On 9 June 2023, the Luxembourg tax authorities issued guidance in the form of an administrative circular (Circulaire du directeur des contributions L.I.R. no. 168quater/1 (the "Circular")) and also issued some associated “frequently asked questions” (the "FAQs"), detailing their position on the specific rule covering "reverse hybrid entities". This rule, laid down in Article 168quater of the Luxembourg tax laws, was introduced in the Luxembourg Law of 20 December 2019 implementing the ATAD 2 EU directive and is applicable as from tax year 2022.
In a nutshell, Luxembourg entities that are treated as transparent for Luxembourg tax purposes (such as (special) limited partnerships (SCS or SCSp)) but as a taxable person for the purpose of the jurisdiction of any associated enterprise(s) holding in aggregate, directly or indirectly, at least 50% of the voting rights, capital interest or rights to profit in the entity, should be subject to Luxembourg corporate income tax on their portion of the net income that is not otherwise taxed under the laws of Luxembourg or any other jurisdiction.
This provision does not apply to collective investment vehicles, provided they are widely held, hold a diversified portfolio of securities and are subject to investor protection requirements in the country in which they are established (so-called “CIV exemption”). The CIV exemption will mainly apply to Luxembourg regulated investment funds (UCIs, SIFs, RAIFs), whilst alternative investment funds will require a case-by-case assessment.
The Circular has brought welcomed clarifications on the tax status of such reverse hybrid entities and the determination of their tax base. In this framework, it is important to point out that the Luxembourg tax authorities have confirmed that distributions by a reverse hybrid entity falling within the scope of this rule are not subject to withholding tax. Such reverse hybrid entities may also benefit from the 50% tax exemption on dividend income and could benefit from foreign tax credits under certain conditions.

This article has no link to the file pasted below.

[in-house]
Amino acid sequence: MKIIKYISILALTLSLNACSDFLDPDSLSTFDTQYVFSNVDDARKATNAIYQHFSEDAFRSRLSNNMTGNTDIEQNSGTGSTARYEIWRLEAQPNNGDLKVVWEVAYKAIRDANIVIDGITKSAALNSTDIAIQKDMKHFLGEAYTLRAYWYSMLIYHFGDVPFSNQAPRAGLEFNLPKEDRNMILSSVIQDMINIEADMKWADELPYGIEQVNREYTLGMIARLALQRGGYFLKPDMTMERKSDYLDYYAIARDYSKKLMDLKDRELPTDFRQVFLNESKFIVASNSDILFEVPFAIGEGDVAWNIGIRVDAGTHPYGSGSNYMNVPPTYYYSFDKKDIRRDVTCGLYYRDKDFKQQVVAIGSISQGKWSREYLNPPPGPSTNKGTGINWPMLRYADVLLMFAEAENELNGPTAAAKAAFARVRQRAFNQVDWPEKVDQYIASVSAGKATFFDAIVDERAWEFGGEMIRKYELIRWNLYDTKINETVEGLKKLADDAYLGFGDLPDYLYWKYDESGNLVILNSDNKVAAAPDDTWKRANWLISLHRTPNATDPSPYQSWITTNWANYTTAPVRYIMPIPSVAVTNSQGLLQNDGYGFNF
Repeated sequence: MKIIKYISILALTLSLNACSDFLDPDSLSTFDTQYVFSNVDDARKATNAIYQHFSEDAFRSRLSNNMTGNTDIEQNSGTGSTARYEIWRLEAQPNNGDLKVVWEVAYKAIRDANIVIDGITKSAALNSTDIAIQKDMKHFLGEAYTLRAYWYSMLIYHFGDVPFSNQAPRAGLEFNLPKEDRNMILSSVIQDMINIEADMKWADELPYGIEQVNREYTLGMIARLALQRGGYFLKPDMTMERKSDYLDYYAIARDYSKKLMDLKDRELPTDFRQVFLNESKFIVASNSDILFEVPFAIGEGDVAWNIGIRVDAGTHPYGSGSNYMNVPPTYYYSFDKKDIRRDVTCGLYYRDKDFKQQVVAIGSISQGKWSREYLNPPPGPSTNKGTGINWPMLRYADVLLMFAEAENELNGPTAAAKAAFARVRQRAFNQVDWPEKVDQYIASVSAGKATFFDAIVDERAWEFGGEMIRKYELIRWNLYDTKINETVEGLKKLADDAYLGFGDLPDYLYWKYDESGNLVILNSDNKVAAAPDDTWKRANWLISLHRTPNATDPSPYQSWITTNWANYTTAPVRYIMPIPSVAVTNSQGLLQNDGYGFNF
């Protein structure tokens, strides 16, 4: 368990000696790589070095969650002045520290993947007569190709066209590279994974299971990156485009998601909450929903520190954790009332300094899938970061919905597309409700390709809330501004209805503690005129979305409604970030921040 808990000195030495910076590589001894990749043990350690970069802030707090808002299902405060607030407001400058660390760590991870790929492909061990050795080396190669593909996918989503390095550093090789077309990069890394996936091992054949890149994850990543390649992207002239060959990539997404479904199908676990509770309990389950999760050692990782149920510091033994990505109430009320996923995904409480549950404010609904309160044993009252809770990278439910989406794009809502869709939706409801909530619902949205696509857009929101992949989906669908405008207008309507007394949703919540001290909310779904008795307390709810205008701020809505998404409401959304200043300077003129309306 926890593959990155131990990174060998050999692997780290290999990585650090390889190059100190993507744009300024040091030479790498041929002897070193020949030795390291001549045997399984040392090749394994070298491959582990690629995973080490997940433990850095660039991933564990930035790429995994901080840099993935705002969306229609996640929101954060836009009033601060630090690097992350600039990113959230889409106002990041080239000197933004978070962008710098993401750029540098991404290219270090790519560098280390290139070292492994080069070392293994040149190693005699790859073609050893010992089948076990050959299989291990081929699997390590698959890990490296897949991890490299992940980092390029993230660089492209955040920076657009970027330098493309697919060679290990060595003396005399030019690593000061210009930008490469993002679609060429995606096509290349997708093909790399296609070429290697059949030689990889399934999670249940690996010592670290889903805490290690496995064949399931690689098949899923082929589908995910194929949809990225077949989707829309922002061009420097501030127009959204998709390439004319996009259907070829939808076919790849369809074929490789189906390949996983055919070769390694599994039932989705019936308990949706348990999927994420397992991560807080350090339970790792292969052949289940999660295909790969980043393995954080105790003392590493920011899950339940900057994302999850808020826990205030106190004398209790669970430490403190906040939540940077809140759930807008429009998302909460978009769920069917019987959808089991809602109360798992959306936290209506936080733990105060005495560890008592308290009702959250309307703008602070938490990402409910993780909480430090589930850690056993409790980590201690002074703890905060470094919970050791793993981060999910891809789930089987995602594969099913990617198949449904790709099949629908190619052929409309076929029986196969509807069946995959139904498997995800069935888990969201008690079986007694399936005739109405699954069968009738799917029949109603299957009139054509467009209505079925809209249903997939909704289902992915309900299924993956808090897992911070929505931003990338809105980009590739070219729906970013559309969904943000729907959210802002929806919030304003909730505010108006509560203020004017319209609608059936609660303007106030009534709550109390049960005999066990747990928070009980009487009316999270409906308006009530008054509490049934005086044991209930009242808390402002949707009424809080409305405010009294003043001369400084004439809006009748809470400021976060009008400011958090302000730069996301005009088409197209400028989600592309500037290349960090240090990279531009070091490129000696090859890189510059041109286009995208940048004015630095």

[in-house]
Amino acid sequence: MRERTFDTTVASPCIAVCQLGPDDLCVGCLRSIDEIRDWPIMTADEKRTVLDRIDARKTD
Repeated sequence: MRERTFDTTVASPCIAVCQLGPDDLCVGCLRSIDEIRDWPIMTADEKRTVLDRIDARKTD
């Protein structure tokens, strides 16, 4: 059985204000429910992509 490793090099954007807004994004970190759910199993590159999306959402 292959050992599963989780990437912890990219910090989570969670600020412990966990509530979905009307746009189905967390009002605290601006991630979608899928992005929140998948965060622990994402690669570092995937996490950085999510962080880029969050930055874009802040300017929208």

The Circular was helpfully complemented by FAQs with a view to providing further practical guidance on any associated tax compliance formalities. All relevant entities must now prepare and electronically file tax form 205 ("Déclaration pour l’établissement en commun des revenus") if they derive the main part of their income from movable capital (such as dividends and certain forms of interest income), the disposal of real estate assets or substantial participations, carried interest shares and from certain restructuring operations of their subsidiaries, e.g. dissolutions, mergers or divisions, whether or not they qualify as reverse hybrids. Other Luxembourg tax transparent entities will stick to their former filing obligations, namely preparing and filing their usual tax form 200 ("Déclaration pour l’établissement en commun des revenus d’entreprises collectives et de copropriétés"). It is important to note that some entities which were previously required to file form 200 may now be required to file tax form 205 instead, meaning in practice that further information will need to be collected from direct and indirect limited partners investing in certain Luxembourg partnerships.
According to the FAQs, although the Luxembourg tax authorities have allegedly sent by post a request to file tax form 205, entities which have not received the request but which meet the relevant criteria should also file this tax form. Practically speaking, each Luxembourg tax transparent entity is bound to make its own assessments on its status under the reverse hybrid entity rules and determine the exact scope of its tax compliance obligations.
If you need assistance in performing such assessments and in preparing and filing the relevant forms, our team is available to help you comply with your tax filing obligations.